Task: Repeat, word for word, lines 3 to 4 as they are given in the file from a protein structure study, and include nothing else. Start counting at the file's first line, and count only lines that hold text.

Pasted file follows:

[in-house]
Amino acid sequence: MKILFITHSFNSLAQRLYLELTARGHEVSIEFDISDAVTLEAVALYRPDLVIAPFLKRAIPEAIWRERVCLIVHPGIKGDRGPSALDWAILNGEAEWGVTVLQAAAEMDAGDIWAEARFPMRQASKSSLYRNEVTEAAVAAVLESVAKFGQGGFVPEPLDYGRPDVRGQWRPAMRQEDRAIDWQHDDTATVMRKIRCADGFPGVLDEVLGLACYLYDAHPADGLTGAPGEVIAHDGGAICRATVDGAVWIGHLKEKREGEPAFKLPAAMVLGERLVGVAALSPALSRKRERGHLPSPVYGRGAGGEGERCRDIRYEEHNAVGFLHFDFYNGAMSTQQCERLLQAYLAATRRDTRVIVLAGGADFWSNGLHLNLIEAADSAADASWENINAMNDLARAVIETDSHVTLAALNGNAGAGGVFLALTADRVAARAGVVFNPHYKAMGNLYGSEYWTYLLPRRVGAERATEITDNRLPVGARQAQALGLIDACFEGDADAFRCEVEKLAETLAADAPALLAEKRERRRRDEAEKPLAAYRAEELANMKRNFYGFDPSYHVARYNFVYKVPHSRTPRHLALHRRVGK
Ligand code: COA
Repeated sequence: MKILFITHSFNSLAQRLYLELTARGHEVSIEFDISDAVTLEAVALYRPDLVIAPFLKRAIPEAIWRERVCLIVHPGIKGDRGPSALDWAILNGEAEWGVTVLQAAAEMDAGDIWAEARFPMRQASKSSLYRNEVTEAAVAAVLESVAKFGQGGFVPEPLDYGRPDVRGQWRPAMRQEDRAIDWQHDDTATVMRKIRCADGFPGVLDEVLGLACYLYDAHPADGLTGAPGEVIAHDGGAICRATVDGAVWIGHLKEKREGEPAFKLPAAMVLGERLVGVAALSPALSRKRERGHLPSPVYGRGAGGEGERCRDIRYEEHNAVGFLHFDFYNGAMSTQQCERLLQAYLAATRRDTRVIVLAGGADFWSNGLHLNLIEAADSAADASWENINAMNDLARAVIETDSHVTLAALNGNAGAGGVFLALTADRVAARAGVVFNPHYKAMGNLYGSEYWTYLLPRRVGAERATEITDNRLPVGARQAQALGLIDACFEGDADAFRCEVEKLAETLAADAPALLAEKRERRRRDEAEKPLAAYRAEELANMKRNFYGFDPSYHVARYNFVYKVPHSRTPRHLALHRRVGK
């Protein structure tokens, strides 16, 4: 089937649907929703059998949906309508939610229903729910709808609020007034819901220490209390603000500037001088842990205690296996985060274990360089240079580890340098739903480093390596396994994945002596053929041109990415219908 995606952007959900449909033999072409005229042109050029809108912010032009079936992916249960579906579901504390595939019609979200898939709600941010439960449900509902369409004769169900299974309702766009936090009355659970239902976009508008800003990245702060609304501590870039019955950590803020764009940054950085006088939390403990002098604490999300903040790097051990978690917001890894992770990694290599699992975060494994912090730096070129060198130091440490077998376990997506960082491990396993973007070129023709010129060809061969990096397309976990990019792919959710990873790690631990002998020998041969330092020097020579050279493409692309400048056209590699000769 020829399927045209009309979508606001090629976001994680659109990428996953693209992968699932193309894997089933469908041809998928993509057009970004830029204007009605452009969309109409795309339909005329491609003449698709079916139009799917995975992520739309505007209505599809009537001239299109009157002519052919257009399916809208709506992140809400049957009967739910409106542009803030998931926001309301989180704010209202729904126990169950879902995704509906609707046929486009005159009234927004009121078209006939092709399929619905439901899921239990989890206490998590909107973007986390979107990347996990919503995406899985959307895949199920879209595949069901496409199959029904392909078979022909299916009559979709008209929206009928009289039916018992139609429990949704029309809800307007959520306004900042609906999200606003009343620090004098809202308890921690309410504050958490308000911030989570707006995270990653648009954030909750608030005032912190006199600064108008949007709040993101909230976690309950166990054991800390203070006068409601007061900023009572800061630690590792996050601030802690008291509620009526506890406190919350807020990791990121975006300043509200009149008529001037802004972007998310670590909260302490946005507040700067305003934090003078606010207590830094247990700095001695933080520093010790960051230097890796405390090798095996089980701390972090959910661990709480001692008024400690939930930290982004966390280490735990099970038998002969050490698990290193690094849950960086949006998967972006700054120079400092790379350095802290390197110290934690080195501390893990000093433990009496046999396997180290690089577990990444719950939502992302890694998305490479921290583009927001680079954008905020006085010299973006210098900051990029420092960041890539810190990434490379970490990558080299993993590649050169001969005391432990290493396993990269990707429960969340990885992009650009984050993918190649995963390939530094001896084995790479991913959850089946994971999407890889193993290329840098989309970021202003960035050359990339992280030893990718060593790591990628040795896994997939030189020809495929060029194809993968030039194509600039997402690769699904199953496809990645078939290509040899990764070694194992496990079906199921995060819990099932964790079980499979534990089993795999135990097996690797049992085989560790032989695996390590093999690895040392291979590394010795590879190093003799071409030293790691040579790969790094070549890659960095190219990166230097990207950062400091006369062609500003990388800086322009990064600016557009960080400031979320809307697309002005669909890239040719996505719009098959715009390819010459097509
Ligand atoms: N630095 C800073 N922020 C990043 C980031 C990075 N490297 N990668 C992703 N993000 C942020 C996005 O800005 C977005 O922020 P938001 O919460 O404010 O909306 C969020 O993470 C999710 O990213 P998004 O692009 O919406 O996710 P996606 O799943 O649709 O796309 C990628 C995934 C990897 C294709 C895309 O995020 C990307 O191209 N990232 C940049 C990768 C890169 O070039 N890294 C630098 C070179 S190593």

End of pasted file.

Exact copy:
Ligand code: COA
Repeated sequence: MKILFITHSFNSLAQRLYLELTARGHEVSIEFDISDAVTLEAVALYRPDLVIAPFLKRAIPEAIWRERVCLIVHPGIKGDRGPSALDWAILNGEAEWGVTVLQAAAEMDAGDIWAEARFPMRQASKSSLYRNEVTEAAVAAVLESVAKFGQGGFVPEPLDYGRPDVRGQWRPAMRQEDRAIDWQHDDTATVMRKIRCADGFPGVLDEVLGLACYLYDAHPADGLTGAPGEVIAHDGGAICRATVDGAVWIGHLKEKREGEPAFKLPAAMVLGERLVGVAALSPALSRKRERGHLPSPVYGRGAGGEGERCRDIRYEEHNAVGFLHFDFYNGAMSTQQCERLLQAYLAATRRDTRVIVLAGGADFWSNGLHLNLIEAADSAADASWENINAMNDLARAVIETDSHVTLAALNGNAGAGGVFLALTADRVAARAGVVFNPHYKAMGNLYGSEYWTYLLPRRVGAERATEITDNRLPVGARQAQALGLIDACFEGDADAFRCEVEKLAETLAADAPALLAEKRERRRRDEAEKPLAAYRAEELANMKRNFYGFDPSYHVARYNFVYKVPHSRTPRHLALHRRVGK